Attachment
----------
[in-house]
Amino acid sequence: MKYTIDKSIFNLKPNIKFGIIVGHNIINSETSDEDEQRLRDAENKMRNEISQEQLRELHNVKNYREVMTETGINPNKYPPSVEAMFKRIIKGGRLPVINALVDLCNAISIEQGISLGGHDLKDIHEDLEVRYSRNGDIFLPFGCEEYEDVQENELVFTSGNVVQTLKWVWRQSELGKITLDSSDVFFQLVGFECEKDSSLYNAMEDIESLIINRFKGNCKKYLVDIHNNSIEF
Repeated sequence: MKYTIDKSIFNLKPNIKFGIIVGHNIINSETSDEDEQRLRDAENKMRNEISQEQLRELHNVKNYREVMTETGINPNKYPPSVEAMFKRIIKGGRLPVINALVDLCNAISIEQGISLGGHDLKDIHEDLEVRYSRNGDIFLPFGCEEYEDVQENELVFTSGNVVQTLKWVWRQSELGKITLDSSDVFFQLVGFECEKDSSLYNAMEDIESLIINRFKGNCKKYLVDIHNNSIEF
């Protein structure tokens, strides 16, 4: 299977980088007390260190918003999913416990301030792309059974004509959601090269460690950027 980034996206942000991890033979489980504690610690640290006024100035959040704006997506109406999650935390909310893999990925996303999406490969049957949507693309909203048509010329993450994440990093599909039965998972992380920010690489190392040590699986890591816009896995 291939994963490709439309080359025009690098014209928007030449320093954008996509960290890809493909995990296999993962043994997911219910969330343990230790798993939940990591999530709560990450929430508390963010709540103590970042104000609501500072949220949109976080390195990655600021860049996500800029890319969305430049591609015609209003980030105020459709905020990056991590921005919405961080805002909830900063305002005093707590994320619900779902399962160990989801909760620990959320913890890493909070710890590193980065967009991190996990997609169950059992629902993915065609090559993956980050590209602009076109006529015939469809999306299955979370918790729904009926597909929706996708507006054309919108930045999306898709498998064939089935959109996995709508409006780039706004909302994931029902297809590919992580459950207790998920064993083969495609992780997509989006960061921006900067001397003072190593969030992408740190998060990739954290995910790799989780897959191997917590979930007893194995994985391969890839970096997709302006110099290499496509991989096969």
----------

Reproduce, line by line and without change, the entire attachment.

[in-house]
Amino acid sequence: MKYTIDKSIFNLKPNIKFGIIVGHNIINSETSDEDEQRLRDAENKMRNEISQEQLRELHNVKNYREVMTETGINPNKYPPSVEAMFKRIIKGGRLPVINALVDLCNAISIEQGISLGGHDLKDIHEDLEVRYSRNGDIFLPFGCEEYEDVQENELVFTSGNVVQTLKWVWRQSELGKITLDSSDVFFQLVGFECEKDSSLYNAMEDIESLIINRFKGNCKKYLVDIHNNSIEF
Repeated sequence: MKYTIDKSIFNLKPNIKFGIIVGHNIINSETSDEDEQRLRDAENKMRNEISQEQLRELHNVKNYREVMTETGINPNKYPPSVEAMFKRIIKGGRLPVINALVDLCNAISIEQGISLGGHDLKDIHEDLEVRYSRNGDIFLPFGCEEYEDVQENELVFTSGNVVQTLKWVWRQSELGKITLDSSDVFFQLVGFECEKDSSLYNAMEDIESLIINRFKGNCKKYLVDIHNNSIEF
């Protein structure tokens, strides 16, 4: 299977980088007390260190918003999913416990301030792309059974004509959601090269460690950027 980034996206942000991890033979489980504690610690640290006024100035959040704006997506109406999650935390909310893999990925996303999406490969049957949507693309909203048509010329993450994440990093599909039965998972992380920010690489190392040590699986890591816009896995 291939994963490709439309080359025009690098014209928007030449320093954008996509960290890809493909995990296999993962043994997911219910969330343990230790798993939940990591999530709560990450929430508390963010709540103590970042104000609501500072949220949109976080390195990655600021860049996500800029890319969305430049591609015609209003980030105020459709905020990056991590921005919405961080805002909830900063305002005093707590994320619900779902399962160990989801909760620990959320913890890493909070710890590193980065967009991190996990997609169950059992629902993915065609090559993956980050590209602009076109006529015939469809999306299955979370918790729904009926597909929706996708507006054309919108930045999306898709498998064939089935959109996995709508409006780039706004909302994931029902297809590919992580459950207790998920064993083969495609992780997509989006960061921006900067001397003072190593969030992408740190998060990739954290995910790799989780897959191997917590979930007893194995994985391969890839970096997709302006110099290499496509991989096969």